David Coleman, a leading voice in education reform, was named the President and CEO of the College Board in fall 2012. David Coleman is the ninth president of the College Board, a mission-driven, not-for-profit organization that connects students to college success and opportunity. Founded in 1900, the College Board is today made up of more than 6,000 educational institutions, including schools, school districts, colleges and universities.
Coleman played a leading role in the development of the Common Core State Standards, which to date have been adopted by 45 states and the District of Columbia.
David Coleman grew up in a family of educators and has followed them into this field. Coleman went to public school in New York City until college. At Yale, he taught reading to secondary students in the Ulysses S. Grant program for low-income New Haven students and started Branch–an innovative community service program that worked with students at an inner city New Haven high school. Based on the success of Branch, Coleman received a Rhodes Scholarship, which he used to study English literature at Oxford and classical educational philosophy at Cambridge. He returned to work at McKinsey & Company for five years, where he led much of the firm's pro bono work in education.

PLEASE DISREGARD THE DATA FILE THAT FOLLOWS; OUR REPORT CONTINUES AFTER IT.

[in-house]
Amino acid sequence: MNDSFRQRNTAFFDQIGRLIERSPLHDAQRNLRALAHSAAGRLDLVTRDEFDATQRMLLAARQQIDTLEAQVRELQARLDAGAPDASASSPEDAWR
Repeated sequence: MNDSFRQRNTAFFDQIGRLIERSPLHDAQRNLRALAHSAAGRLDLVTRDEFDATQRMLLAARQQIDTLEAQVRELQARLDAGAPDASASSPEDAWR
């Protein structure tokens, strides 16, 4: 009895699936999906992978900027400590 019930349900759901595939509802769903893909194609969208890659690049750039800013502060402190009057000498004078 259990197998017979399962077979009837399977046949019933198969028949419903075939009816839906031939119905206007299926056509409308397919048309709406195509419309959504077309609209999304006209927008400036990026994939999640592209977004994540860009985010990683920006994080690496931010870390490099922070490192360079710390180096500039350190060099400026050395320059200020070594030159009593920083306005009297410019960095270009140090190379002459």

Together with a team of educators, Coleman then founded the Grow Network, an organization committed to making assessment results truly useful for teachers, parents, and students. The Grow Network delivered breakthrough quality reports for parents and teachers as well as individualized learning guides for students. Based on the success of Grow, McGraw-Hill acquired the organization in 2005.
Coleman left McGraw-Hill in 2007 and co-founded Student Achievement Partners, a nonprofit that assembles educators and researchers to design actions based on evidence to improve student outcomes
Coleman was named to the 2013 Time 100, the magazine’s annual list of the 100 most influential people in the world. He has been recognized as one of Time magazine’s "11 Education Activists for 2011" and was one of the NewSchools Venture Fund Change Agents of the Year for 2012.